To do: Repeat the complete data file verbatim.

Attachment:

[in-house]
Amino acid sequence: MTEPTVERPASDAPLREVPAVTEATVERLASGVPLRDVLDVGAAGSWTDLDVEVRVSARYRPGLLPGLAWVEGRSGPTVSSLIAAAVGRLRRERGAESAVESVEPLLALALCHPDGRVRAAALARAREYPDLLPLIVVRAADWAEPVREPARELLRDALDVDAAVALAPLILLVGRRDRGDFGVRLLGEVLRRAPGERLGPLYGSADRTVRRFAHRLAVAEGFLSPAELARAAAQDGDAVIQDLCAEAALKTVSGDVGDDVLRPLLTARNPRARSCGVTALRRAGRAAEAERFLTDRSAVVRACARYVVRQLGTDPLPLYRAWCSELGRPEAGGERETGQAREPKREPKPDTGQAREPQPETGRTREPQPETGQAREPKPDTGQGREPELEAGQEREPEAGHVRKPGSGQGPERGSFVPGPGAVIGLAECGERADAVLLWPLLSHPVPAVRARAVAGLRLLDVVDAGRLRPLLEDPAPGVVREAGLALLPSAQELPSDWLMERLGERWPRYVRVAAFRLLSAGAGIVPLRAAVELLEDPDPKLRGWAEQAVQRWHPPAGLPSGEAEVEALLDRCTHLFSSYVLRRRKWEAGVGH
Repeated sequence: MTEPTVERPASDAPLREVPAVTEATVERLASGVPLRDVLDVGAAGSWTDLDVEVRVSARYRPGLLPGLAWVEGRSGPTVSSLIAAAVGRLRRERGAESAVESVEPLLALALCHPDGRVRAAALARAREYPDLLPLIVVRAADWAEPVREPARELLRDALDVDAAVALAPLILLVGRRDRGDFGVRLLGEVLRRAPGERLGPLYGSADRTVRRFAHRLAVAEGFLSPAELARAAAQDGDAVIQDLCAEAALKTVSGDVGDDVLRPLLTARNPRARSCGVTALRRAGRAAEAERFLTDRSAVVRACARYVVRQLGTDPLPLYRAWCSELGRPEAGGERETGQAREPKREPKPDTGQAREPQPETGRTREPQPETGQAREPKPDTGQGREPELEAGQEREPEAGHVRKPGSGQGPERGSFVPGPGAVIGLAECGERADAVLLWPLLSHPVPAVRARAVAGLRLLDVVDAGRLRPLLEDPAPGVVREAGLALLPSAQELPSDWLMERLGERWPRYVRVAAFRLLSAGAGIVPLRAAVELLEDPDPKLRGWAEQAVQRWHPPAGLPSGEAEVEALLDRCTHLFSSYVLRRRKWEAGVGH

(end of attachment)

[in-house]
Amino acid sequence: MTEPTVERPASDAPLREVPAVTEATVERLASGVPLRDVLDVGAAGSWTDLDVEVRVSARYRPGLLPGLAWVEGRSGPTVSSLIAAAVGRLRRERGAESAVESVEPLLALALCHPDGRVRAAALARAREYPDLLPLIVVRAADWAEPVREPARELLRDALDVDAAVALAPLILLVGRRDRGDFGVRLLGEVLRRAPGERLGPLYGSADRTVRRFAHRLAVAEGFLSPAELARAAAQDGDAVIQDLCAEAALKTVSGDVGDDVLRPLLTARNPRARSCGVTALRRAGRAAEAERFLTDRSAVVRACARYVVRQLGTDPLPLYRAWCSELGRPEAGGERETGQAREPKREPKPDTGQAREPQPETGRTREPQPETGQAREPKPDTGQGREPELEAGQEREPEAGHVRKPGSGQGPERGSFVPGPGAVIGLAECGERADAVLLWPLLSHPVPAVRARAVAGLRLLDVVDAGRLRPLLEDPAPGVVREAGLALLPSAQELPSDWLMERLGERWPRYVRVAAFRLLSAGAGIVPLRAAVELLEDPDPKLRGWAEQAVQRWHPPAGLPSGEAEVEALLDRCTHLFSSYVLRRRKWEAGVGH
Repeated sequence: MTEPTVERPASDAPLREVPAVTEATVERLASGVPLRDVLDVGAAGSWTDLDVEVRVSARYRPGLLPGLAWVEGRSGPTVSSLIAAAVGRLRRERGAESAVESVEPLLALALCHPDGRVRAAALARAREYPDLLPLIVVRAADWAEPVREPARELLRDALDVDAAVALAPLILLVGRRDRGDFGVRLLGEVLRRAPGERLGPLYGSADRTVRRFAHRLAVAEGFLSPAELARAAAQDGDAVIQDLCAEAALKTVSGDVGDDVLRPLLTARNPRARSCGVTALRRAGRAAEAERFLTDRSAVVRACARYVVRQLGTDPLPLYRAWCSELGRPEAGGERETGQAREPKREPKPDTGQAREPQPETGRTREPQPETGQAREPKPDTGQGREPELEAGQEREPEAGHVRKPGSGQGPERGSFVPGPGAVIGLAECGERADAVLLWPLLSHPVPAVRARAVAGLRLLDVVDAGRLRPLLEDPAPGVVREAGLALLPSAQELPSDWLMERLGERWPRYVRVAAFRLLSAGAGIVPLRAAVELLEDPDPKLRGWAEQAVQRWHPPAGLPSGEAEVEALLDRCTHLFSSYVLRRRKWEAGVGH